BACKGROUND: The mitotic exit network (MEN) is a group of proteins that form a signaling cascade that is essential for cells to exit mitosis in Saccharomyces cerevisiae. The MEN has also been implicated in playing a role in cytokinesis. Two components of this signaling pathway are the protein kinase Dbf2 and its binding partner essential for its kinase activity, Mob1. The components of MEN that act upstream of Dbf2-Mob1 have been characterized, but physiological substrates for Dbf2-Mob1 have yet to be identified. RESULTS: Using a combination of peptide library selection, phosphorylation of optimal peptide variants, and screening of a phosphosite array, we found that Dbf2-Mob1 preferentially phosphorylated serine over threonine and required an arginine three residues upstream of the phosphorylated serine in its substrate. This requirement for arginine in peptide substrates could not be substituted with the similarly charged lysine. This specificity determined for peptide substrates was also evident in many of the proteins phosphorylated by Dbf2-Mob1 in a proteome chip analysis. CONCLUSION: We have determined by peptide library selection and phosphosite array screening that the protein kinase Dbf2-Mob1 preferentially phosphorylated substrates that contain an RXXS motif. A subsequent proteome microarray screen revealed proteins that can be phosphorylated by Dbf2-Mob1 in vitro. These proteins are enriched for RXXS motifs, and may include substrates that mediate the function of Dbf2-Mob1 in mitotic exit and cytokinesis. The relatively low degree of sequence restriction at the site of phosphorylation suggests that Dbf2 achieves specificity by docking its substrates at a site that is distinct from the phosphorylation site.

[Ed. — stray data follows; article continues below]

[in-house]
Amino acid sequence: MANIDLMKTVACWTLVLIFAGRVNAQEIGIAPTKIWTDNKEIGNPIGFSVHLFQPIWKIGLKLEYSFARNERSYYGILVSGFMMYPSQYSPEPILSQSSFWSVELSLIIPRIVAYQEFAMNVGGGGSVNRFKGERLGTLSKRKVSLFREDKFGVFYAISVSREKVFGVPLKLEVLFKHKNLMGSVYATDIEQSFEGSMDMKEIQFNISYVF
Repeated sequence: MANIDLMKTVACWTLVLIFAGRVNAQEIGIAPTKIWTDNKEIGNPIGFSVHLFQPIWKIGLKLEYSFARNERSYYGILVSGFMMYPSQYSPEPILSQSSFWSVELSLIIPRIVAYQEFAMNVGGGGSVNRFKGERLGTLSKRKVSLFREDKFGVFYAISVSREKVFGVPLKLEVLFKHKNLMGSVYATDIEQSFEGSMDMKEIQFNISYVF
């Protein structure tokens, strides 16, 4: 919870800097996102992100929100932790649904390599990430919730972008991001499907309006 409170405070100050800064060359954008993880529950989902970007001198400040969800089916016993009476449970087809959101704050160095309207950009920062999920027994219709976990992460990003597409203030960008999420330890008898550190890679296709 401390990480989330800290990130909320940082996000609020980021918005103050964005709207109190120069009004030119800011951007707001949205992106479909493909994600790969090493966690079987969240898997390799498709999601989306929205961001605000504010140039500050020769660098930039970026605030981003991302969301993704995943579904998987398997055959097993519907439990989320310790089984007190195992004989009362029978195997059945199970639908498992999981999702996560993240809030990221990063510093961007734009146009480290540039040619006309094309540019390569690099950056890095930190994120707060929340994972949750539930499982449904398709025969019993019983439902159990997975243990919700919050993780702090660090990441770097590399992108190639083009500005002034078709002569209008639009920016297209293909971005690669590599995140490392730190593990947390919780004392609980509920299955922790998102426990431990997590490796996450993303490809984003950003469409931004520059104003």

We have not found any resources mentioned in this publication.
SciCrunch is a data sharing and display platform. Anyone can create a custom portal where they can select searchable subsets of hundreds of data sources, brand their web pages and create their community. SciCrunch will push data updates automatically to all portals on a weekly basis. User communities can also add their own data to SciCrunch, however this is not currently a free service.